The joint geometry is important to how the seal will perform. The type of joint and configuration dictate what type of sealant may be required. Building joints are either static (not subject to movement) or dynamic (joints that change width or shape). Static joints, even though they remain constant in width and shape, must have the proper configuration for the sealant. Whether it is a rectangular or angled bead application, there have to be proper width-to-depth ratios for the sealant to fully adhere to the substrates and to ensure the sealant will maintain its own integrity under the design exposure conditions.

Moving joints are the most critical as they can introduce tension/compression, shear and flexural stresses, and combinations of these, into the sealant. Not only must the designer know the range of temperatures that the joint will be exposed to, but also he or she must estimate what the temperatures will be when the sealant is installed in order to properly specify the joint width and geometry. All building materials have inherent coefficients of thermal expansion that can be used to predict their movement caused by temperature changes. Designers must consider the materials that are being used and also assess the extreme temperatures that the sealant and joint will be exposed to. With accurate modelling of the conditions, they can make reasonable estimates of the actual joint movements and select the most appropriate sealant.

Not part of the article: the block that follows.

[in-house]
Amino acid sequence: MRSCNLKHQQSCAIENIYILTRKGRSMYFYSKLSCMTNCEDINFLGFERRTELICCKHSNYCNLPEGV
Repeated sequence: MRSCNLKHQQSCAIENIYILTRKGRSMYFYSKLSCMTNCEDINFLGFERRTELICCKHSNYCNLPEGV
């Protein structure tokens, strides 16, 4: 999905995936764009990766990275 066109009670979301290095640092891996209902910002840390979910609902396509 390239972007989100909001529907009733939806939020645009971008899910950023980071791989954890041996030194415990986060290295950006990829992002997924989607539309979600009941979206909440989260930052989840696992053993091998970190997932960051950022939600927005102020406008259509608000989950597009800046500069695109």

In sum, the proper design of joints and selection of sealants for the building envelope is critical in order for the building and its components to achieve their intended serviceability and durability.

Matthew Lipiec, M. Eng. is an engi
neering graduate with
Halcrow Yolles in Toronto, and Peter Di Lullo, P. Eng. is a senior principal in the firm.



Premature failure of joints can lead to serious damages and repair costs many orders of magnitude greater than the initial cost of the sealant supply and installation. Designers must therefore consider carefully a range of factors when specifying a joint sealant, including:

Anticipated joint movements

Joint geometry

Adhesion to substrates and substrate tension and compression strength

Exposure conditions/Temperature ranges

Compatibility with substrates and other materials with which they may come into contact

Aesthetic requirements/Colour requirements

Life cycle cost